Gregg Jaffe at The Washington Post seems to think so….
By Melanie Nathan, September 18, 2015.
President Obama will apparently nominate Eric Fanning to lead the United States Army, a move that would make him the first openly gay civilian secretary of one of the military services.
While the Washington Post reports that this is an historic “first for the Pentagon,” it states further that – “Fanning’s nomination is the latest in a series of actions taken by the administration to advance the rights of gays and lesbians throughout the federal government.” While it is true that “The Obama administration has overhauled internal policies to provide benefits to same-sex partners, appointed gay men and lesbians to the executive branch and the federal bench and ended the 18-year ban on gays serving openly in the military,” – I wonder if it is expedient of WAPO to suggest that Fanning is being nominated is purely to “advance” LGBT rights.
I find this angle taken by Greg Jaffe of WAPO rather offensive and wonder if it is an accurate reflection or the writer’s personal tokenization? Is he suggesting it was a gesture? Perhaps mere language error?
Why can’t LGBT people be seen to have been nominated or appointed to such high positions purely on the merits – experience, qualifications and record, of the gay or lesbian nominee? Surely also the President should be credited for choosing the “best for the job?”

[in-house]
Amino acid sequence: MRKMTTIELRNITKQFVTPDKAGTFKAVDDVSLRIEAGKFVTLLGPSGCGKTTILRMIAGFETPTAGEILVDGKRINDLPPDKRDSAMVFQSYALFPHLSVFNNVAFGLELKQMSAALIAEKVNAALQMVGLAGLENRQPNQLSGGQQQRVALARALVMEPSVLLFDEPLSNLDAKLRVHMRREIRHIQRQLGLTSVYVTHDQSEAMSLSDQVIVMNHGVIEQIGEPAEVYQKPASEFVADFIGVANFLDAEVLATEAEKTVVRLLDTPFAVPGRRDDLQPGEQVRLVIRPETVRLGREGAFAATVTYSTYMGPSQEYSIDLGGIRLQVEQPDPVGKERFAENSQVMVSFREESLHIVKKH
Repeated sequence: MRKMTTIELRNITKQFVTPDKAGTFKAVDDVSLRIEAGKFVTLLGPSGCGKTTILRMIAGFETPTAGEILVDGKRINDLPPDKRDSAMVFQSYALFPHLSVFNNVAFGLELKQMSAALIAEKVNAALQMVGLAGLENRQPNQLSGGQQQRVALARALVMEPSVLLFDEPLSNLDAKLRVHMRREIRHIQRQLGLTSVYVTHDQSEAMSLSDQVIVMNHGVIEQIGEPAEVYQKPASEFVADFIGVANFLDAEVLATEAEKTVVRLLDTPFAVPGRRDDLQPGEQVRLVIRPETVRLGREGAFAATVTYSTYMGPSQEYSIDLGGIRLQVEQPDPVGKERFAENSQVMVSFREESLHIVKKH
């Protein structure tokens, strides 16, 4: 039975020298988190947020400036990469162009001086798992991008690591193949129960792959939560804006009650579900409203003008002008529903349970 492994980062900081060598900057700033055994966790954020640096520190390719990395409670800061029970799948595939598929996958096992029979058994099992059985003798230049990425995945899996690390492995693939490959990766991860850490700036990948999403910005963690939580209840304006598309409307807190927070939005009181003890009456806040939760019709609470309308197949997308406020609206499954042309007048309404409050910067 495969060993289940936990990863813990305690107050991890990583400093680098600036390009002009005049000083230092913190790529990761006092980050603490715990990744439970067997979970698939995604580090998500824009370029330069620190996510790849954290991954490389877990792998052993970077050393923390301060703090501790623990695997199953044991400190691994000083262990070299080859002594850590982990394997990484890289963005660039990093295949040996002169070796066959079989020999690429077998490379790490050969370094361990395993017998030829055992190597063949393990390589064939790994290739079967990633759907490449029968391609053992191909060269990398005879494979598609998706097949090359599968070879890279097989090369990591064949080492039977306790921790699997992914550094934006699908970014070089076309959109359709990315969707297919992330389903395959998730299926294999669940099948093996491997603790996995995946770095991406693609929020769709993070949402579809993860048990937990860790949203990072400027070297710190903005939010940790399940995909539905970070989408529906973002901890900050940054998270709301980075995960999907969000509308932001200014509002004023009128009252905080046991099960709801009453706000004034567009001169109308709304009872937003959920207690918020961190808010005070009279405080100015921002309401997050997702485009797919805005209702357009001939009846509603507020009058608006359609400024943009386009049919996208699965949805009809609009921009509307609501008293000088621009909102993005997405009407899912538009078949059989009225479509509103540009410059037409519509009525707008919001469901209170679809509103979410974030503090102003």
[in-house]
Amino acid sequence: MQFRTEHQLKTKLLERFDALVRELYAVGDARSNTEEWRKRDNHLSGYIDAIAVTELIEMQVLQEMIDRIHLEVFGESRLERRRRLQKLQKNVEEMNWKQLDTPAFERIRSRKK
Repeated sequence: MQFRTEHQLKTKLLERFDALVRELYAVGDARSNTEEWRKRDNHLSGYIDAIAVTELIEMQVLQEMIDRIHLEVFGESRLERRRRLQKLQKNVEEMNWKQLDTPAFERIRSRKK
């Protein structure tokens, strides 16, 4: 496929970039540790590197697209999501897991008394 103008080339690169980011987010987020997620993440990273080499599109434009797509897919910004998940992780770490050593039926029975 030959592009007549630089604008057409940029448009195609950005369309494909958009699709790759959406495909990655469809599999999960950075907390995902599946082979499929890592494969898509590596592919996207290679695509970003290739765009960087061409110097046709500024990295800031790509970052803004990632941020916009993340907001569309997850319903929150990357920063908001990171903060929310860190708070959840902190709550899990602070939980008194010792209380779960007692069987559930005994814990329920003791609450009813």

WAPO goes on to note:
“Fanning, who must still be confirmed by the Senate, has been a specialist on defense and national security issues for more than 25 years in Congress and the Pentagon. As Army secretary, he would be partnered with Gen. Mark Milley, who took over as the Army’s top general in August. Together the two men would assume responsibility for the Pentagon’s largest and most troubled service.
“Eric brings many years of proven experience and exceptional leadership to this new role,” Obama said in a statement. “I look forward to working with Eric to keep our Army the very best in the world.”
The Army, which swelled to about 570,000 active duty troops, has shed about 80,0000 soldiers from its ranks in recent years and plans to cut 40,000 more over the next few years. Those planned cuts would shrink the service to its smallest size of the post-World War II era.” READ MORE